Range Bag Essentials: Tools (Multi-Tool Works)
Tools are a handy “just in case thing” just like a first aid kit or medical bag is. I personally have a cheap multitool with different screwdriver bits and then a couple of actual Phillips screwdrivers I got for free at one point. My recommendation would be a multitool of some kind and also a small hex bit set. Shoot AR15s a lot? There are all kinds of companies that make portable AR tools like this Gerber one that fits in a pistol grip.
Range Bag Essentials: Extra Targets
Extra targets are always nice since they usually are an item that gets forgotten at home. The rifle club I am a member of gives us free targets, but I always have some cheap spare ones and some nice splatter ones just in case. Just make sure you do not forget a way to set up a target!
Range Bag Essentials: Tape or Staple Gun
As I just mentioned it’s smart to have spare targets in case you forget, but I would bet that the most common thing forgotten on a range trip is a way to secure a target to something. Tape is the easiest; otherwise, a small staple gun would not be awful. I usually have some small nails in my bag aside from tape just in case I need to hammer a target up.
Range Bag Essentials: Lube/Gun Maintenance Supplies
A small cleaning kit or lube at the bare minimum is essential. Some guns need to be lubricated constantly while others don’t need it much, but it’s nice to have them available. CLP is always a safe bet, but my personal favorite is G96. A bore snake for the calibers you are bringing to the range would be nice, but that involves some prior planning.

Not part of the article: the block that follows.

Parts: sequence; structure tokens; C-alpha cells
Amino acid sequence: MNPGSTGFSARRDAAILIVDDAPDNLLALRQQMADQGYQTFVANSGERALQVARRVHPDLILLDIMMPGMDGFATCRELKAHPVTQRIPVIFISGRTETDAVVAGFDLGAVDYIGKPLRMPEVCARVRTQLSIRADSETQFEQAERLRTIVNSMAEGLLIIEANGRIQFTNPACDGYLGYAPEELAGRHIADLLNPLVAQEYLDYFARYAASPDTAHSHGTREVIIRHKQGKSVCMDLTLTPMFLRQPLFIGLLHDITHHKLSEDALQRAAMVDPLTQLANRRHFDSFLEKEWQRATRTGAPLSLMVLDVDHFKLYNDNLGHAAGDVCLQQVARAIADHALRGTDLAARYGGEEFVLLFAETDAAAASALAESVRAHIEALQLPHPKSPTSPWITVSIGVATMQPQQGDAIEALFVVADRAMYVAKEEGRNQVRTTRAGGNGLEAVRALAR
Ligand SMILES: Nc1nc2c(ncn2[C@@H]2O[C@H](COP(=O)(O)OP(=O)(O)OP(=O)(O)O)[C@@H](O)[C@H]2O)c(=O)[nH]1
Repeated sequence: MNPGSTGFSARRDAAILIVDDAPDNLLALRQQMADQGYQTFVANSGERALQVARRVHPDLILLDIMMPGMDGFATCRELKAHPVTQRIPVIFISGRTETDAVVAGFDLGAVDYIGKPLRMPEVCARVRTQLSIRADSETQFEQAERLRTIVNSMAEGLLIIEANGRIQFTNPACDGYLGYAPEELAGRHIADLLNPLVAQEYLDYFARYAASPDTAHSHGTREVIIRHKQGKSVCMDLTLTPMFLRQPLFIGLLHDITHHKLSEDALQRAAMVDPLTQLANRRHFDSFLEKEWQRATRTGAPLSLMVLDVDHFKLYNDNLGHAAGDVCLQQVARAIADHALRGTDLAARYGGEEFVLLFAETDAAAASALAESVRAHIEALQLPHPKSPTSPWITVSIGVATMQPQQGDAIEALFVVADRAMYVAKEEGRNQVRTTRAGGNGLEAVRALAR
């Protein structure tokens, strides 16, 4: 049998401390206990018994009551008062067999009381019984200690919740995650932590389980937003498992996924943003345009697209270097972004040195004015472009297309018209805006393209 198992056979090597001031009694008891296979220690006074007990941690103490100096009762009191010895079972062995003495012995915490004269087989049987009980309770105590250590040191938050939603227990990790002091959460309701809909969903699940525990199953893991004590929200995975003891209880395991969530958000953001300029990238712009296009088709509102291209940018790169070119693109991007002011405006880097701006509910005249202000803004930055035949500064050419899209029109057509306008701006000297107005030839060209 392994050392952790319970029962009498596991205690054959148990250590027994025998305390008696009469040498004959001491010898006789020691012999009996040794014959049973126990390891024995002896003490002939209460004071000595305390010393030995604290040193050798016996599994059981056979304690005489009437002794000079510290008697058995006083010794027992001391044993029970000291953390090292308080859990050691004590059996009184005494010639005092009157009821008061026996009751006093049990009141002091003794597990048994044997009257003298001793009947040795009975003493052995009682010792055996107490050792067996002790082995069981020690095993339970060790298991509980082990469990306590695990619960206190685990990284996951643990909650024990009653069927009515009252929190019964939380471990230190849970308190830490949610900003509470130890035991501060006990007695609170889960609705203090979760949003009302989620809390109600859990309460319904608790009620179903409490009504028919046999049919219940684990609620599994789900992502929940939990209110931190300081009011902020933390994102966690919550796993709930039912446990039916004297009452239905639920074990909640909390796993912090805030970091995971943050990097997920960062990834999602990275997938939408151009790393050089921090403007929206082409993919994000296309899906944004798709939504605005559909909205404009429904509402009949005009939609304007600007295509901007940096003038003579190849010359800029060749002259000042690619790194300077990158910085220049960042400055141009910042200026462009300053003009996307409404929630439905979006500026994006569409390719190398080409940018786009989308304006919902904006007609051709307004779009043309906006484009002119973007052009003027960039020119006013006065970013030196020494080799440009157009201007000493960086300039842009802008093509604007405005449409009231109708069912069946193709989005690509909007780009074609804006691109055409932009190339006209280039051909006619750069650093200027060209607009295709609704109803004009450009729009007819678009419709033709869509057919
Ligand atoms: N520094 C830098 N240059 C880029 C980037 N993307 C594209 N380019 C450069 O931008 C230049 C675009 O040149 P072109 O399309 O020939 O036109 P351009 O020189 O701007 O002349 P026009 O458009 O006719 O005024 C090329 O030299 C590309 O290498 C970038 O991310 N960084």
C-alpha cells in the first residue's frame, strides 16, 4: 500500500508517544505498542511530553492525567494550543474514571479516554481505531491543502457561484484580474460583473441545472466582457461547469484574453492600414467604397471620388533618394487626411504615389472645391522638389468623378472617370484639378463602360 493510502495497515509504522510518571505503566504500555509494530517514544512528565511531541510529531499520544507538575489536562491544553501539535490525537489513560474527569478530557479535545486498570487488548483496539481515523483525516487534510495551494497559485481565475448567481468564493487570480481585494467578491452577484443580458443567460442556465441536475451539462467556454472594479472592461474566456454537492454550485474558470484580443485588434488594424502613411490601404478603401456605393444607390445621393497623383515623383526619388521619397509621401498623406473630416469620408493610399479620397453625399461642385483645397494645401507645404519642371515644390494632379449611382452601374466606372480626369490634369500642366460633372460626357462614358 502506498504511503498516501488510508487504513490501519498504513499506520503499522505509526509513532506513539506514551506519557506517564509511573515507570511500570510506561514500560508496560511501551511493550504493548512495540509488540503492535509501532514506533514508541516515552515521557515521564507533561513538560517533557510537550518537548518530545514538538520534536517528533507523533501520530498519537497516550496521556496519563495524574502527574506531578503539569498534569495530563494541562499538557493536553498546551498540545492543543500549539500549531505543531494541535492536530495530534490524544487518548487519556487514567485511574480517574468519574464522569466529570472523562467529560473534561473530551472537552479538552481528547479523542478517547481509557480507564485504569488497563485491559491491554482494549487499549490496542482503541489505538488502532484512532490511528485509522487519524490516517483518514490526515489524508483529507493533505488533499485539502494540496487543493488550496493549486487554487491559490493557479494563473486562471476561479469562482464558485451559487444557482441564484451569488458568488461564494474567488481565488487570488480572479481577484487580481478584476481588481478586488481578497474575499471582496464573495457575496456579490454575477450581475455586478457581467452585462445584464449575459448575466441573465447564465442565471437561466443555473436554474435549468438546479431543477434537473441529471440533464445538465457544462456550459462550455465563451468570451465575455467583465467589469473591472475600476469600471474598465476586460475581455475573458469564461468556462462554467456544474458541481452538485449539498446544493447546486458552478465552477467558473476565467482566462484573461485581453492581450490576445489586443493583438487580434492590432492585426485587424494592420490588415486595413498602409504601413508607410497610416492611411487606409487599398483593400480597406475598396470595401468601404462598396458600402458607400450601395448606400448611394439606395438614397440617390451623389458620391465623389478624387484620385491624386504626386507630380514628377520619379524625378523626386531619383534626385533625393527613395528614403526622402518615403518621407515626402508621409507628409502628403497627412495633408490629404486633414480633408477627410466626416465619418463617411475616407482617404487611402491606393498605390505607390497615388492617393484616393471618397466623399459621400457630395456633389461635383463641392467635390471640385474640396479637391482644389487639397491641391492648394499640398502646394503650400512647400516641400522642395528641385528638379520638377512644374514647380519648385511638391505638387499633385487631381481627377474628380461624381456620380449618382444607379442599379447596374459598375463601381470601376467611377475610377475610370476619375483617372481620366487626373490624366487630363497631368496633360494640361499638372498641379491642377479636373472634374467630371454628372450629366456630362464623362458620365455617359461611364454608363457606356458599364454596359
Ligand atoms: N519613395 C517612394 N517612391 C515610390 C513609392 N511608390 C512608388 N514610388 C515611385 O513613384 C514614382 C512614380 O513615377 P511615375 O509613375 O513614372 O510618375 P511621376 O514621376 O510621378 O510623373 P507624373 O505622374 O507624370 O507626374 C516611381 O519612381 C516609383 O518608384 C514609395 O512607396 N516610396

Range Bag Essentials: Flashlight
Flashlights are an obvious just in case sort of thing. It does not need to be a high-cost, high-lumen torch. This is for checking bore obstructions, help seeing malfunctions, inspecting jams, or just finding your way in dark areas if it comes to that. I personally own a Nebo Redline Flex that is rechargeable, uses AA batteries, and is 450 lumens. It’s plenty for everything I’ve used it for and it’s affordable for a decent flashlight.
Range Bag Essentials: Speedloader
This one is borderline of being an honorable mention. I personally own a few different speed loaders or handy loaders so rapid reloading does not have to hurt my thumbs. In my range bag, I have a Uplula, and two types of Ruger MK4 speed loaders. One being an old-school HKS speedloader and a McFadden speedloader.
Honorable Mentions: Range Bag Essentials
Blaze Orange Hat: If it’s an outdoor range or a private property gun range it wouldn’t be a bad idea to have some sort of Blaze Orange around just in case you need to trek out into the nothing to take a leak or you want to be sure you are extra visible to other people at the range.
Brass Bag: If you are a reloaded or a thrifty recycler a bag to clean up brass is always handy. I personally have a small neon green bag with a patch spot that is my brass bag. Some range bags like the 5.11 Tactical Range Ready Bag pictured have a built-in brass bag!
Toilet Paper: When you gotta go, you gotta go and you may not be near a bathroom. Be prepared when duty calls!
Round Tray: I do not personally use a round tray since I am kind of frugal with my ammo, but I know some people use them. I understand and admire the convenience of pouring out a box of ammo into a tray if I intended on expending the whole lot of ammo.
Other Minor Honorable Mentions: Rope, Rags, Firestarter, Raincoat.
Well, that’s all folks! In closing, I want to say thank you to 5.11 Tactical for allowing AllOutdoor and myself the opportunity to try out their Range Ready Bag 43L. That is greatly appreciated. Let us know all of your thoughts in the Comments below! We always appreciate your feedback. What do you all think are range bag essentials?